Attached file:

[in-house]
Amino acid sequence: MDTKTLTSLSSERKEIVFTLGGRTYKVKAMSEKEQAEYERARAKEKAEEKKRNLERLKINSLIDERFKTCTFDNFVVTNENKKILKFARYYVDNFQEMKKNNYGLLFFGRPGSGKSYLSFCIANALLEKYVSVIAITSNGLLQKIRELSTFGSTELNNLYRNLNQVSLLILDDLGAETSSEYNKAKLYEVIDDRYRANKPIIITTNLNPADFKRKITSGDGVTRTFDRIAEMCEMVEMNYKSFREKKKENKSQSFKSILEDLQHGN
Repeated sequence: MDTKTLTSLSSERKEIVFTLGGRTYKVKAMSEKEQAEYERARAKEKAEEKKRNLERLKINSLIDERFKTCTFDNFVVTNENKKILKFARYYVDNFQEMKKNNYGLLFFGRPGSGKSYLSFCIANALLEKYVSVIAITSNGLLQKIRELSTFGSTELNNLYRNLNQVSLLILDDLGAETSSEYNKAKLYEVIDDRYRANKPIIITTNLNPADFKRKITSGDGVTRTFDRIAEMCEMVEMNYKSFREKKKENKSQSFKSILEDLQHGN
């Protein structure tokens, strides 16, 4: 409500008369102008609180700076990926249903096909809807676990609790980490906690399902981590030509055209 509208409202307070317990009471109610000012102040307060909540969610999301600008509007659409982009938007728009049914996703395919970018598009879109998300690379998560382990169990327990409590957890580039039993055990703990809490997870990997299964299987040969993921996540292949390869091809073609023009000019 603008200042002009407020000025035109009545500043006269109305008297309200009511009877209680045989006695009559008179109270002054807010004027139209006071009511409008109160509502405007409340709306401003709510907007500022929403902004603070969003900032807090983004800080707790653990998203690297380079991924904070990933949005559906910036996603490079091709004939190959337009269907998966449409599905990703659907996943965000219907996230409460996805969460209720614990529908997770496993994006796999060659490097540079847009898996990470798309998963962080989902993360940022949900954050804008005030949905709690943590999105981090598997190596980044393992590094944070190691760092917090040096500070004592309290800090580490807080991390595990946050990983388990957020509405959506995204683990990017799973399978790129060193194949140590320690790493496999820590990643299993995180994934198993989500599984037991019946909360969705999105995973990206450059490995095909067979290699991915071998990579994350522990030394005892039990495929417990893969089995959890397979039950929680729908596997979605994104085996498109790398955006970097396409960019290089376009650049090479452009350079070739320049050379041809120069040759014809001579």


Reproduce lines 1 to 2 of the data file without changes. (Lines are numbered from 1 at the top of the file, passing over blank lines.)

[in-house]
Amino acid sequence: MDTKTLTSLSSERKEIVFTLGGRTYKVKAMSEKEQAEYERARAKEKAEEKKRNLERLKINSLIDERFKTCTFDNFVVTNENKKILKFARYYVDNFQEMKKNNYGLLFFGRPGSGKSYLSFCIANALLEKYVSVIAITSNGLLQKIRELSTFGSTELNNLYRNLNQVSLLILDDLGAETSSEYNKAKLYEVIDDRYRANKPIIITTNLNPADFKRKITSGDGVTRTFDRIAEMCEMVEMNYKSFREKKKENKSQSFKSILEDLQHGN